10. That is crazy! People do not convert because of a building! Even if it is beautiful. People convert because they find Jesus! Because of the TRUE Presence of Jesus in the Eucharist! The grace and mercy received!

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  12. The article is misleading; and I suspect the study itself may be misleading. A tally of the responses listed shows 151%, which means that without having a matrix of answers, showing how many checked one box, two, or multiple boxes, little of any relevance can be drawn. And the fact that (apparently) out of all surveyed, only 13% checked “visiting a church building”, without knowing more, leaves it as a low causation factor.

    Further, we are left with no idea as to what the individuals who “converted”, converted to. Given that it was done apparently by the Church of England, I am really not sure at all why we are trying to link this to the Extraordinary For, which in the United States is not at all widely spread, and with no indications of what attendance is in those parishes which provide it. And with 455 checking “growing up in a Christian family, it is not even clear that this is a matter of conversion, but rather, possibly at least for some answering the poll, more of “why I continue to go to church”.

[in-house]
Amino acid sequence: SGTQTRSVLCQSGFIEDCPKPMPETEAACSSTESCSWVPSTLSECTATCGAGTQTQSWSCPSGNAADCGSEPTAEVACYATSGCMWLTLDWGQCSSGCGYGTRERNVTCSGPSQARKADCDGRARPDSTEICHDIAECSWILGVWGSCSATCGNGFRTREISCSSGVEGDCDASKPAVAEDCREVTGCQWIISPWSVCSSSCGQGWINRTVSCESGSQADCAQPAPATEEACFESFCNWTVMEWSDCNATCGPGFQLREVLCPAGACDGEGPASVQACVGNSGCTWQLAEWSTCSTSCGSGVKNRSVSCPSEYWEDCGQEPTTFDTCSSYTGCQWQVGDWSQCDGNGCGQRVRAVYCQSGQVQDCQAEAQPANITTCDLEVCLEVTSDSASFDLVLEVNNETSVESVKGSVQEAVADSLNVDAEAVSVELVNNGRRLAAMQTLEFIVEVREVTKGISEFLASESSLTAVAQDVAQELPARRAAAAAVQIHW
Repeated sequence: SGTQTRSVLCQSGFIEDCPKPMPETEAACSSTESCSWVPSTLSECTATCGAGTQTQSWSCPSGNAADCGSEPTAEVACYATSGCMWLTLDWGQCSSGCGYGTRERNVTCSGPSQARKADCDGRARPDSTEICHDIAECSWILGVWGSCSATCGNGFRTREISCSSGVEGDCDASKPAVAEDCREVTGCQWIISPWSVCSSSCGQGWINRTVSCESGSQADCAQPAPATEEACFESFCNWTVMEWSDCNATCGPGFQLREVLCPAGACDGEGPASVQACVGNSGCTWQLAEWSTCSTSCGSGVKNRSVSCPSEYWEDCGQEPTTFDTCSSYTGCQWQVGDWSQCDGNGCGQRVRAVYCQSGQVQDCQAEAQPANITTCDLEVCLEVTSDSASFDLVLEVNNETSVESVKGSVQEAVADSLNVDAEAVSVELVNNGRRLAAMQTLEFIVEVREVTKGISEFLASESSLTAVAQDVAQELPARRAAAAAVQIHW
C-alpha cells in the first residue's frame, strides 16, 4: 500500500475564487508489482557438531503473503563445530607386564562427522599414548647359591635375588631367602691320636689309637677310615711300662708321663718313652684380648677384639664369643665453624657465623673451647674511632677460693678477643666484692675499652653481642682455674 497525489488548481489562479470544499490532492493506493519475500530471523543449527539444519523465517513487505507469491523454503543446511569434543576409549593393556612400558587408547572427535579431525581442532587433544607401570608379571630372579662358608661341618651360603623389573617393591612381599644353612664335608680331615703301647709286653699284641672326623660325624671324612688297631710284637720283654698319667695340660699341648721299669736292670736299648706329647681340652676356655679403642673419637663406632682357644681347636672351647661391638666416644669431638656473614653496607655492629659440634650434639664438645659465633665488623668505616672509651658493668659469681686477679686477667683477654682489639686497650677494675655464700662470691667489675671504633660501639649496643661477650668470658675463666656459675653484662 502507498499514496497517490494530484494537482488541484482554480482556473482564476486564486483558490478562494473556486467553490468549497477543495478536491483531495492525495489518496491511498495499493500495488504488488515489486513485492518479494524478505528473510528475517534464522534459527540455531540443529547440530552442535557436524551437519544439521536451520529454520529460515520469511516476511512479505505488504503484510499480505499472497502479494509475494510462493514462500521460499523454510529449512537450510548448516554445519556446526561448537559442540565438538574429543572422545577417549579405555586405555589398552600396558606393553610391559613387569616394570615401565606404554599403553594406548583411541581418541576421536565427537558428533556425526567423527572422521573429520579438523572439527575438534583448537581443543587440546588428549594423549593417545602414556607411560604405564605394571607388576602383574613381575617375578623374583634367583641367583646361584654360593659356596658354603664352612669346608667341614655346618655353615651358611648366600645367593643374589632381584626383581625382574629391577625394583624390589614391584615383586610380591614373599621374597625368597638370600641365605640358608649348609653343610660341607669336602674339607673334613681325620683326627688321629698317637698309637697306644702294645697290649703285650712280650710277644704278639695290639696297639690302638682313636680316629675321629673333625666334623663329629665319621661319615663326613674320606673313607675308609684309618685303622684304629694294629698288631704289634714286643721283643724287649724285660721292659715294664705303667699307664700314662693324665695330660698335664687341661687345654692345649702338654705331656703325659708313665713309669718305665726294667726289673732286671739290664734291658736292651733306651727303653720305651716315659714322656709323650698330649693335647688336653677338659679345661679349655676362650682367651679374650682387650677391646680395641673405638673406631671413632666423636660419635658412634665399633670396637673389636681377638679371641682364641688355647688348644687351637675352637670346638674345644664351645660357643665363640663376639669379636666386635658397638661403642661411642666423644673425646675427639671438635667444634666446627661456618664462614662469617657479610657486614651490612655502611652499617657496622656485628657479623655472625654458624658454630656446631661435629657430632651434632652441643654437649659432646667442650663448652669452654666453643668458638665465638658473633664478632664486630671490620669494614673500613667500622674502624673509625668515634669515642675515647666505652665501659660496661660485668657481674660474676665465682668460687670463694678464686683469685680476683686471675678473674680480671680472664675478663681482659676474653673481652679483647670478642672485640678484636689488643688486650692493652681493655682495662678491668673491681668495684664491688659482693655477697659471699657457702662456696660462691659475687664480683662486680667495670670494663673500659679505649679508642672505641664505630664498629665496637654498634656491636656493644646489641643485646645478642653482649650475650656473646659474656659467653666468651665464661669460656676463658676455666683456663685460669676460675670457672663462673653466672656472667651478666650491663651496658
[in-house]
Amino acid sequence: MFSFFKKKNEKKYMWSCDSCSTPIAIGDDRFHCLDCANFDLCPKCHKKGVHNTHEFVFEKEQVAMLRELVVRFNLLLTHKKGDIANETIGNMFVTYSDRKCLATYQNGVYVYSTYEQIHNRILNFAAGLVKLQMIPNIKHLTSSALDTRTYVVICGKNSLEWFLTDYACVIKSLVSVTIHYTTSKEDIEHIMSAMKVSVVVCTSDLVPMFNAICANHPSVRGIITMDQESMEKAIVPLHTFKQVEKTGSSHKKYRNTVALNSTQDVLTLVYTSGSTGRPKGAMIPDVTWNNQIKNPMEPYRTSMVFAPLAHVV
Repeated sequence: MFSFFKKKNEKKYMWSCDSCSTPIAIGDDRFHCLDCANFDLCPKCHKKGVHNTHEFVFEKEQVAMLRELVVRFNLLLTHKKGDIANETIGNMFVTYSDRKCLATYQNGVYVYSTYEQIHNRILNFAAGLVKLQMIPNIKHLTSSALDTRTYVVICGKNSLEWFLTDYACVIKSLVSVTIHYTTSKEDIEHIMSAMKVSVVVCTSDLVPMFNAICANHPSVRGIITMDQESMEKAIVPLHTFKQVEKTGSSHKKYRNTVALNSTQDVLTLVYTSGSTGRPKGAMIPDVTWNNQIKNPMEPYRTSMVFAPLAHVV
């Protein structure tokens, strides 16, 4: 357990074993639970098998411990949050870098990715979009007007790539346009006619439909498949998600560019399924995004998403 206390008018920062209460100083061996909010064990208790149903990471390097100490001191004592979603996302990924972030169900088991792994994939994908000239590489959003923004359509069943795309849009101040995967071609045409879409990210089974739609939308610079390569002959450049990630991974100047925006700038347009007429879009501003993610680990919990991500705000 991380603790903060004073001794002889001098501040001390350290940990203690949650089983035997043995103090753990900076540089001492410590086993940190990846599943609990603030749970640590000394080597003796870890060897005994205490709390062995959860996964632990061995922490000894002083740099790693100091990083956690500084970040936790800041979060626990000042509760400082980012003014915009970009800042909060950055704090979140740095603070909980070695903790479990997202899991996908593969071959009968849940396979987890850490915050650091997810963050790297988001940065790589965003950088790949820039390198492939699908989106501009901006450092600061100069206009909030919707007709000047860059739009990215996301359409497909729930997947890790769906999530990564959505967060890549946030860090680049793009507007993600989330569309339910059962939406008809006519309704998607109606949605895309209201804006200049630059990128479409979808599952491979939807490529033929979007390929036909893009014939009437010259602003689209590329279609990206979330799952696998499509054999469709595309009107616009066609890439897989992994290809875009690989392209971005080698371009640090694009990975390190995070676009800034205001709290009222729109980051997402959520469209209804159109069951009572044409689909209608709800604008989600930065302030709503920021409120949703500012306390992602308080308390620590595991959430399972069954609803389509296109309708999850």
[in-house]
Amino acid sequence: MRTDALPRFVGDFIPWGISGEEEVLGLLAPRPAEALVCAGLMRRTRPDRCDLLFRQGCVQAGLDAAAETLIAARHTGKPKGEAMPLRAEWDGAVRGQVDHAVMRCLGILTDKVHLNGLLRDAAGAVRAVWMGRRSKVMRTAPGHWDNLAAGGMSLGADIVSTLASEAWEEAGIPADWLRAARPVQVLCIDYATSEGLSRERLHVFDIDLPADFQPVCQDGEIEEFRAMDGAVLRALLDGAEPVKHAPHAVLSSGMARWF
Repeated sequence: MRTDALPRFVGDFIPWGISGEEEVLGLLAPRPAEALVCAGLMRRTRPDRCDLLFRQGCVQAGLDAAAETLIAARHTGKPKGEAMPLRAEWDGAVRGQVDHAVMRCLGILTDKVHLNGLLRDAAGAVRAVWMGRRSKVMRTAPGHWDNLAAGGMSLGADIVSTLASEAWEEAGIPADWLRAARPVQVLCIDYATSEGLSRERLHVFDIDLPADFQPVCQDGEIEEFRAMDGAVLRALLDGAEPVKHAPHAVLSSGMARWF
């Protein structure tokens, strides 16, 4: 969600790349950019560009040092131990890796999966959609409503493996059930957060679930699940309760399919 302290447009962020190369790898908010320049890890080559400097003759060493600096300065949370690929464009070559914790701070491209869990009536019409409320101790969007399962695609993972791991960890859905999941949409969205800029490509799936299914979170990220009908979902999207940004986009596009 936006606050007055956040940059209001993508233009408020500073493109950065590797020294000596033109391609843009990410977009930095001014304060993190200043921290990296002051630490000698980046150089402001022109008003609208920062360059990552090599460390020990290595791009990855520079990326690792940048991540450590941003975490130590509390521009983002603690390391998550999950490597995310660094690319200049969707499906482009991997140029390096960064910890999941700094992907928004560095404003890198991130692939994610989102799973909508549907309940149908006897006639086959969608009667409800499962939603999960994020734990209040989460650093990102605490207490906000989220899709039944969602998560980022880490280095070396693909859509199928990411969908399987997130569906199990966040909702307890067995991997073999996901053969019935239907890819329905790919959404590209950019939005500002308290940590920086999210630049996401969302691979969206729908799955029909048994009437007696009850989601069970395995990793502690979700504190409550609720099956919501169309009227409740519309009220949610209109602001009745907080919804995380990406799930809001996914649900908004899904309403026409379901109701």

13. Young people nowadays are fond of order, discipline, focus and a sense of mystery. Churches, Cathedrals, and Basilicas offer a conducive environment to foster an interior life of prayer, faith, and hope.

  14. So many of our “catholic” churches are such horrors. They appear to be bad mock-ups of protestant churches. Most of the American bishops refuse to allow the “wide and generous” use of the Traditional Latin Mass as Pope Benedict XVI ordered.